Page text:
In my Radiology department we have a huge backlog of files to be processed through our Patient Administration System. These thousands of files have traditionally been processed manually, which accounts for the main reason they were backlogged. To process them all would take a staggering amount of man-hours, and yet that was the plan.
As I tend to do, I looked at this task and decided it was incredibly inefficient, and came up with a workaround. I first discussed with our database designer the possibility of directly interfacing with the PAS database to process the files quickly, and after we dug around for a while realised this would not be possible in the current system. The solution then, would have to be to automate the processing through the PAS front-end.
My first iteration was to use the excellent keyboard & mouse macro software TinyTask Portable. I recorded the key and mouse movements/clicks required to process a single file and prepare to process the next. This did not fully automate the process, I still had to manually enter one piece of data per file, but it removed 95% of the repetitive clicking and inconvenience, and sped up the process.
This was not good enough however!
In my second iteration, I wrote an application using AutoHotkey to perform a similar job to TinyTask. It clicks an enters text, however it’s far more intelligent, and is 100% self sufficient. Once you’ve given it a pile of work to process, it will repeat the following process (simplified here):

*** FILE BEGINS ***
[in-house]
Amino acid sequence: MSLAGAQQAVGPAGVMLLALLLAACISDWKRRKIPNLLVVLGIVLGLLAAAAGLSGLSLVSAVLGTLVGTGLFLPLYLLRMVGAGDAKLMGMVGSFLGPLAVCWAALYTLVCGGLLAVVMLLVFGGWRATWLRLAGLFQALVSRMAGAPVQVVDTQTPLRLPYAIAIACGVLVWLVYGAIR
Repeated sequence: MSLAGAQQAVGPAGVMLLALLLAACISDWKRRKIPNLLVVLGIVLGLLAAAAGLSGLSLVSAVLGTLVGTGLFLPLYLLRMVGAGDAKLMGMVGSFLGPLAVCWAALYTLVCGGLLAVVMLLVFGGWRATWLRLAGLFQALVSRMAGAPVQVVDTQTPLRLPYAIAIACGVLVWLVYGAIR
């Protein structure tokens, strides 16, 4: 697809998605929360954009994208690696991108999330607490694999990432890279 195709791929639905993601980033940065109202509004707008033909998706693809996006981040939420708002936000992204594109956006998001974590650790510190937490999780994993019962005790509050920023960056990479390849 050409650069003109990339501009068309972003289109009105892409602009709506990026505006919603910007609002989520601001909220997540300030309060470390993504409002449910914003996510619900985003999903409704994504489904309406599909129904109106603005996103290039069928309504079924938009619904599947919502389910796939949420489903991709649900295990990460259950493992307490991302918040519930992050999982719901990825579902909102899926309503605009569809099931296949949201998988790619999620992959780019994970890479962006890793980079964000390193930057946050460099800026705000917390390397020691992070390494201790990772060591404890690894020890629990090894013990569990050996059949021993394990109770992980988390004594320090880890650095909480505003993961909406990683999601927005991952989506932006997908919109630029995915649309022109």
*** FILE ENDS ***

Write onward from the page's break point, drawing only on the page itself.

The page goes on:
While this process is simple, there are a lot of checks involved to verify that we are at the correct stage of the process. Unlike a dumb macro that will play and play, this macro reads text from the screen to confirm that particular windows are up and in particular locations. If the window is not up, it checks a few more times (in case the computer is a bit slow), and if the correct window still does not appear, it will halt and request user input.
The application can also handle a number of possible eventualities, such as duplicate files, patient IDs not existing in the database, etc.
These safeguards are what ensure that you can leave the application unattended.
Due to the logistics of having to tie up an entire PC to run this application, and that PC not always being in the same room you’re in (after all, the whole idea is to free up your time as an employee to perform other tasks, and you may need another PC for this), you can’t always directly monitor the application. What if you get it running, it halts after 2 minutes, and you don’t return to it for five hours?
So, I modified my application to record a log as it runs with some useful current and historical statistics. Such as the last time it processed a file, and how many files in total it has processed since I created the application. Then, I wrote a very small program to read this data over the hospital network, and alert the user if the application has not processed a file within a set interval.
The end result? We are saving a staggering amount of man-hours which can now be tasked to other things, as well as saving our own sanity in not having to click on the same things repeatedly for hours on end. And the best part? Putting this together was fun!